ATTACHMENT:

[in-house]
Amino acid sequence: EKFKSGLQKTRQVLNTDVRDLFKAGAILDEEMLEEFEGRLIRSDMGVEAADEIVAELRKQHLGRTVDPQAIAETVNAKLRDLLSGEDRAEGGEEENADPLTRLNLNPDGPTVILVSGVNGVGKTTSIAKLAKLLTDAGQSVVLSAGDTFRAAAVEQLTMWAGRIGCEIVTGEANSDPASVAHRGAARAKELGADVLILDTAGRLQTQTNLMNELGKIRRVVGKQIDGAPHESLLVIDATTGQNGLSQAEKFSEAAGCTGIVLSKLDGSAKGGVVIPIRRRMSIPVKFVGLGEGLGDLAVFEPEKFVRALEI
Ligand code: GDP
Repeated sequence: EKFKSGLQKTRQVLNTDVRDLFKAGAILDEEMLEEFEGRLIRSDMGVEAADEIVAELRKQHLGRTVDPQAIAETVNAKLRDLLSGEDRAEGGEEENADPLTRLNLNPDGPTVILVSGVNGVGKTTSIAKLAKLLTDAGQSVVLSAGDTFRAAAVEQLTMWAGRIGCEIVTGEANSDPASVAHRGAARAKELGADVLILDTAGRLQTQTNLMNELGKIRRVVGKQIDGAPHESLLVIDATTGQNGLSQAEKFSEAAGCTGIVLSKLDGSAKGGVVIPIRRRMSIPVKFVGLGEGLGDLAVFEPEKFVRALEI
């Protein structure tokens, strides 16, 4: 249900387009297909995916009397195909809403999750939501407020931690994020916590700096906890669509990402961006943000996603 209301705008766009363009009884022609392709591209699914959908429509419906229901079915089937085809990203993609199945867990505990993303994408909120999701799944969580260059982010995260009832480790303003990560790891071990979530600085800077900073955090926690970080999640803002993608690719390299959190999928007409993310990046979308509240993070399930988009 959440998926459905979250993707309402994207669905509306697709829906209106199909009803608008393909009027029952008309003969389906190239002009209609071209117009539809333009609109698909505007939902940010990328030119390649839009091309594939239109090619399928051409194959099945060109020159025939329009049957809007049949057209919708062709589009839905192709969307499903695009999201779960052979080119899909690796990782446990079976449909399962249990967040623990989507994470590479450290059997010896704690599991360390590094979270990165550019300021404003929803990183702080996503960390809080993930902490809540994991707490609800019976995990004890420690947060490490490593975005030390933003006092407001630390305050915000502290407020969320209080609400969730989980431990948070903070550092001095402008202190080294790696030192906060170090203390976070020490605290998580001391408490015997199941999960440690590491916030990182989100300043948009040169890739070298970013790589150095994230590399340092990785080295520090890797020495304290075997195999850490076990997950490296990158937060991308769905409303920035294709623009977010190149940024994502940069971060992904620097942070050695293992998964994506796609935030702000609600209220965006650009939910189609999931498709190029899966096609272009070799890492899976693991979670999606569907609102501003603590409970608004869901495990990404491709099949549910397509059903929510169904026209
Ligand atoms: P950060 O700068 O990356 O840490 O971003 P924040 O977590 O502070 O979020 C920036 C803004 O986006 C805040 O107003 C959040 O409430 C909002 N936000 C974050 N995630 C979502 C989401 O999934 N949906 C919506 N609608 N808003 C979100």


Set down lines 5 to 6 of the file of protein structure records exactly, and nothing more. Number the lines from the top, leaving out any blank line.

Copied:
């Protein structure tokens, strides 16, 4: 249900387009297909995916009397195909809403999750939501407020931690994020916590700096906890669509990402961006943000996603 209301705008766009363009009884022609392709591209699914959908429509419906229901079915089937085809990203993609199945867990505990993303994408909120999701799944969580260059982010995260009832480790303003990560790891071990979530600085800077900073955090926690970080999640803002993608690719390299959190999928007409993310990046979308509240993070399930988009 959440998926459905979250993707309402994207669905509306697709829906209106199909009803608008393909009027029952008309003969389906190239002009209609071209117009539809333009609109698909505007939902940010990328030119390649839009091309594939239109090619399928051409194959099945060109020159025939329009049957809007049949057209919708062709589009839905192709969307499903695009999201779960052979080119899909690796990782446990079976449909399962249990967040623990989507994470590479450290059997010896704690599991360390590094979270990165550019300021404003929803990183702080996503960390809080993930902490809540994991707490609800019976995990004890420690947060490490490593975005030390933003006092407001630390305050915000502290407020969320209080609400969730989980431990948070903070550092001095402008202190080294790696030192906060170090203390976070020490605290998580001391408490015997199941999960440690590491916030990182989100300043948009040169890739070298970013790589150095994230590399340092990785080295520090890797020495304290075997195999850490076990997950490296990158937060991308769905409303920035294709623009977010190149940024994502940069971060992904620097942070050695293992998964994506796609935030702000609600209220965006650009939910189609999931498709190029899966096609272009070799890492899976693991979670999606569907609102501003603590409970608004869901495990990404491709099949549910397509059903929510169904026209
Ligand atoms: P950060 O700068 O990356 O840490 O971003 P924040 O977590 O502070 O979020 C920036 C803004 O986006 C805040 O107003 C959040 O409430 C909002 N936000 C974050 N995630 C979502 C989401 O999934 N949906 C919506 N609608 N808003 C979100």